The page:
Carline Muir of Canada competes in the Women's 400-metre semifinal on Day 9 of the Rio 2016 Olympic Games at the Olympic Stadium on Aug. 14, 2016. Alexander Hassenstein / Getty Images A decade in the making, Wednesday’s convocation marks a personal best for Canadian sprinter Carline Muir, who wasn’t exactly on the fast track through university.
Edmonton Rush celebrate their win over the Toronto Rock to win the National Lacrosse league Champion's Cup on June 5, 2015, at Rexall Place in Edmonton. Greg Southam / Postmedia The National Lacrosse League, which just wrapped up a successful 2017 campaign, will be making more news this off-season by rolling out at least two, likely three, and possibly even four expansion franchises.
Todd Storm holds on to a rebound during an NBA 3 on 3 basketball tournament at the overflow parking lot north of West Edmonton Mall in 2008. File / Postmedia Taking volleyball to the beach and then to the Olympics provoked explosive growth for the core version of that court sport. The same exciting thing has just happened to basketball, as three-on-three hoops has made the leap from the streets to the five-ring circus.
Muck Rack makes it simple to find people, tweets, or articles that mention any name, keyword, company, hashtag etc. We've compiled this guide to help you make the most of your search.
Selecting a term
Start searching tweets, articles from media outlets, articles mentioned in tweets, journalists'
names, titles and bios with some suggested searches:
Companies or Topics (e.g. iPhone, Microsoft)
Phrases (e.g. "cloud computing") — use quotes to keep the terms together
Twitter handles (e.g. @username) — returns those who have mentioned or replied to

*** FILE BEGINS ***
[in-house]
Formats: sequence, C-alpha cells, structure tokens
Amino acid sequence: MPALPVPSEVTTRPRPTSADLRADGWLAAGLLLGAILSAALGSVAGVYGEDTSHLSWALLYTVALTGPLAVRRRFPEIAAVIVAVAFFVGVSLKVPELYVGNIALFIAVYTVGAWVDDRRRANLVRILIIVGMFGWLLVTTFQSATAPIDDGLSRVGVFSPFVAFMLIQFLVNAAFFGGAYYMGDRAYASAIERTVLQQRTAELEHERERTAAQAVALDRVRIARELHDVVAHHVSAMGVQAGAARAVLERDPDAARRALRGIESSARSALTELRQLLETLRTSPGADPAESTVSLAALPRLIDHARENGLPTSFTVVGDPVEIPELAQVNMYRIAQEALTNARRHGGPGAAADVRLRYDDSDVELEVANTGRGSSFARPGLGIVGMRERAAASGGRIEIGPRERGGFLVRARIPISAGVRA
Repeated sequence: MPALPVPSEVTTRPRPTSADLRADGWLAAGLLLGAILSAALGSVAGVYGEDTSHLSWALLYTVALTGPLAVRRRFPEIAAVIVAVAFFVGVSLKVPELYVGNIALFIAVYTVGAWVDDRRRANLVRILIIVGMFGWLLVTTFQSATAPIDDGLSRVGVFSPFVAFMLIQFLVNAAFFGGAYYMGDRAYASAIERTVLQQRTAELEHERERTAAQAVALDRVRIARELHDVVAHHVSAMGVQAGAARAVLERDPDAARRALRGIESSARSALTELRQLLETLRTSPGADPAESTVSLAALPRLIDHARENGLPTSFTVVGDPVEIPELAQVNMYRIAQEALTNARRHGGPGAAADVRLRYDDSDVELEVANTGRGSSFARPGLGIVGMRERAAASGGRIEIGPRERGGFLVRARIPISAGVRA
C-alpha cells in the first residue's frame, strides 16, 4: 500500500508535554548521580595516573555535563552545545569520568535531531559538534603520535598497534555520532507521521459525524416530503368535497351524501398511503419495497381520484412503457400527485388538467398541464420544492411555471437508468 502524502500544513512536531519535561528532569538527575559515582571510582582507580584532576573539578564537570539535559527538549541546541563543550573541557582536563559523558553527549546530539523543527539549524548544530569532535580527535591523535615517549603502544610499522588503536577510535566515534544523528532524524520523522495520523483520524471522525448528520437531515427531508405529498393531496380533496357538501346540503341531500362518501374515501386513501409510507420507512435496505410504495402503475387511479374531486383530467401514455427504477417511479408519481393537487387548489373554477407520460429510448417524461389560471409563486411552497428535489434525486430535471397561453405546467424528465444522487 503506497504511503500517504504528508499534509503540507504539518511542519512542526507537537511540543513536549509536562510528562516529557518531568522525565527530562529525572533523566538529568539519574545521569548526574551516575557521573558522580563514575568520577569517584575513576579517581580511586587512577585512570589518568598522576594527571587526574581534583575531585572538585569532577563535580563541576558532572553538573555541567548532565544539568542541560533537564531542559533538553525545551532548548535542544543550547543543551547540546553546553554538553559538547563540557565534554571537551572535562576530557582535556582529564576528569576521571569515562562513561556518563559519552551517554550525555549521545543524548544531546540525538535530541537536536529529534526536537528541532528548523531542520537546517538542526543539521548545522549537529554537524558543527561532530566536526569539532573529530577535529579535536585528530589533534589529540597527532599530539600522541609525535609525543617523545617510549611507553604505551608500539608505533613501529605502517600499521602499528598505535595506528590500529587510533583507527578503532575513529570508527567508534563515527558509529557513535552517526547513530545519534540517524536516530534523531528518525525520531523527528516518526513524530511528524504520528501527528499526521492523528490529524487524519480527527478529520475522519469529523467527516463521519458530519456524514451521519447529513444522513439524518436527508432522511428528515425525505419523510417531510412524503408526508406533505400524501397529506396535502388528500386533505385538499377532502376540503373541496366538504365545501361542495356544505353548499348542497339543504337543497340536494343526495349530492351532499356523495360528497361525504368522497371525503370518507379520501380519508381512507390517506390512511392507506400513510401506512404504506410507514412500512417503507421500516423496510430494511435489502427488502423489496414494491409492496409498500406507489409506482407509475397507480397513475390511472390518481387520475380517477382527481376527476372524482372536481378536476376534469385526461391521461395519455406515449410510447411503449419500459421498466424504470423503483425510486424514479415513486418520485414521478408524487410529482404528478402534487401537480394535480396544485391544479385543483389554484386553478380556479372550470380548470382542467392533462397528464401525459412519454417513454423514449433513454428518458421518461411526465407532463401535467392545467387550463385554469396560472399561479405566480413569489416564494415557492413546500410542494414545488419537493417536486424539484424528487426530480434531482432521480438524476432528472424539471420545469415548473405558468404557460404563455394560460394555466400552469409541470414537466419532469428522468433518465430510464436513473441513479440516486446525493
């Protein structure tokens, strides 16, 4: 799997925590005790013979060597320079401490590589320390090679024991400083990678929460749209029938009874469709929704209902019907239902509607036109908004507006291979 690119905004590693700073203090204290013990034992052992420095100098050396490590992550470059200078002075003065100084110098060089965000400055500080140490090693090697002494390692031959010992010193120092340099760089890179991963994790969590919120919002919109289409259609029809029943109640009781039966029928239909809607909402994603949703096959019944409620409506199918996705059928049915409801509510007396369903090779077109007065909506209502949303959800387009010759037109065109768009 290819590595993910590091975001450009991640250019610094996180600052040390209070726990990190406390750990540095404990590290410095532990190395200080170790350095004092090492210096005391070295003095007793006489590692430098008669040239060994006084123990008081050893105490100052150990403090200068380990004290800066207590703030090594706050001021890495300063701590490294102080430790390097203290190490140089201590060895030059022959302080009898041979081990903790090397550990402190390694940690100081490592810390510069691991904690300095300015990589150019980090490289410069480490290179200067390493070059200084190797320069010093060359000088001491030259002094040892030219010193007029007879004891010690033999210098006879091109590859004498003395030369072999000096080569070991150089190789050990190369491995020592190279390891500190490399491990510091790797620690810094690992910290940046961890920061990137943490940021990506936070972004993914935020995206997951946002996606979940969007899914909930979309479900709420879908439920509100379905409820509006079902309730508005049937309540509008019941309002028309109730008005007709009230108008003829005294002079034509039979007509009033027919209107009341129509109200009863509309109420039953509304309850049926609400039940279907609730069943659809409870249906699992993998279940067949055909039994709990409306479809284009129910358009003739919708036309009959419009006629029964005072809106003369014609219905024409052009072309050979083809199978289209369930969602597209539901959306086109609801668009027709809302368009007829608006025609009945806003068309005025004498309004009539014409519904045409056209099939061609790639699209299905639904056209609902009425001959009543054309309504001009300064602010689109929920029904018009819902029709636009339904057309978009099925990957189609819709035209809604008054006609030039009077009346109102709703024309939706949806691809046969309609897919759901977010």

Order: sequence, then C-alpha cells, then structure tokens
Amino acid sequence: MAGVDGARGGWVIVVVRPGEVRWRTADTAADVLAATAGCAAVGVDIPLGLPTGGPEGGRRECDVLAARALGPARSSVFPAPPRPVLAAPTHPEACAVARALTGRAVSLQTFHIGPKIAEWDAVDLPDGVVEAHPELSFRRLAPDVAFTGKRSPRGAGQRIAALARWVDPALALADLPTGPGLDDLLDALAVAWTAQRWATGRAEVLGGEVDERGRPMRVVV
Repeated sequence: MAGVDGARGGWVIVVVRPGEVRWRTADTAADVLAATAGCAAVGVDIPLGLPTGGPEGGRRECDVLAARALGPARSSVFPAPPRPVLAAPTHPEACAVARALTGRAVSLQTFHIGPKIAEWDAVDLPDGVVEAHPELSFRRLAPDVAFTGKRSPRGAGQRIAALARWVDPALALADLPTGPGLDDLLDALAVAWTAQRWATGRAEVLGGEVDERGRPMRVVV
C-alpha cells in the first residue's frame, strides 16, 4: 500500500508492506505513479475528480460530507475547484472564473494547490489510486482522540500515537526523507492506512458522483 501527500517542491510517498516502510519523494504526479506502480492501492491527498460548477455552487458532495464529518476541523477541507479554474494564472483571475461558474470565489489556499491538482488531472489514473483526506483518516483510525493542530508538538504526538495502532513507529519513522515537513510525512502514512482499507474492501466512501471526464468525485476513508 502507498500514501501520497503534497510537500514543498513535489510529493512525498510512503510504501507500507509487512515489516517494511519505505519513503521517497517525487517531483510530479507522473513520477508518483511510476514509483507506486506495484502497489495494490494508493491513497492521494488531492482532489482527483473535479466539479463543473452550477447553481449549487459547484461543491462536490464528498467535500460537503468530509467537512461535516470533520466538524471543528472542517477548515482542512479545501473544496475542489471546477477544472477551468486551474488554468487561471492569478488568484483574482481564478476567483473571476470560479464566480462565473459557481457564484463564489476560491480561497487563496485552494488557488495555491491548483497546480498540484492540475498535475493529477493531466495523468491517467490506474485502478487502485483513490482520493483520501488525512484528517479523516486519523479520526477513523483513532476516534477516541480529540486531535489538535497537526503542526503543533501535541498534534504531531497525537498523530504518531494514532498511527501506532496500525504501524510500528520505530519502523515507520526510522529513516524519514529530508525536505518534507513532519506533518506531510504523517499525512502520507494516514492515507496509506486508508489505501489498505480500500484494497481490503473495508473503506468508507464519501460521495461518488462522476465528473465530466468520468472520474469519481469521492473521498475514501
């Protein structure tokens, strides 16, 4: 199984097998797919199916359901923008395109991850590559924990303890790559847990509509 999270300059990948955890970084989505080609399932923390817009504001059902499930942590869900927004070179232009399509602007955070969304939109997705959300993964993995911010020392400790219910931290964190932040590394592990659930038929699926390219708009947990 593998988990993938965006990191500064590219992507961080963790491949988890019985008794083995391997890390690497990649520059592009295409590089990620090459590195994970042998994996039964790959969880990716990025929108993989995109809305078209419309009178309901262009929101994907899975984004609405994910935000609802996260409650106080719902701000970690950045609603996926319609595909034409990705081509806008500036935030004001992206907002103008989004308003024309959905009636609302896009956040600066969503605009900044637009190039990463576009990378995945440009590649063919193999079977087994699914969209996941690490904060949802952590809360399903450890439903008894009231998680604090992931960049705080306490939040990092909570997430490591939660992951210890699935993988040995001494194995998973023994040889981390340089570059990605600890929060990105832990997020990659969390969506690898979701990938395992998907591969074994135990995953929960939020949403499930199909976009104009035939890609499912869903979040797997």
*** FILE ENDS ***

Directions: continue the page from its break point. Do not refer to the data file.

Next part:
Names (e.g. "David Pogue")
Hashtags (e.g. #sxsw, #london2012)
Bio details (e.g. vegan, Olympics, father)
Muck Rack's Advanced Search allows for many boolean operators.
Find results that mention multiple specified terms, use AND or
+. For example, ensure each result contains both Elon Musk and Mark Zuckerberg by
searching Obama AND Romney or Obama + Romney.
Use the operators OR or , to broaden your search when you'd like either of
multiple terms to appear in results. (This is the default behavior of our search when no operators
are used.) For example, search for democrat OR republican to find results that refer to
Democrats and/or Republicans.
Use NOT or - to subtract results from your search. For
example, searching Disney will yield results about the Walt Disney Company as well as Walt Disney
World Resort. To exclude mentions of Disney World, search for Disney -World or Disney
When using one of these operators with a phrase, enclose it in quotation marks. For example, you can
find results about smartphones excluding Apple's iPhone 4S by searching smartphone -"iPhone
Exact case matching or punctuation
If you're searching for a brand name or keyword that relies on specific punctuation marks or capitalization, you can
find results that match your exact query by adding matchcase: before the keyword you're searching for, like matchcase:E*TRADE .
Use parentheses to separate multiple
boolean phrases. For example, to find journalists talking about having fun in Disney World or
Disneyland, search for ("disney world" OR disneyland) AND fun.
An asterisk can be used to search for any variation of a root word truncated by the asterisk. For example, searching for admin* will return results for administrator, administration, administer, administered, etc.
A near operator is an AND operator where you can control the distance between the words. You can vary the distance the near operation uses by adding a forward slash and number (between 0-99) such as strawberries NEAR/10 "whipped cream", which means the strawberries must exist within 10 words of "whipped cream".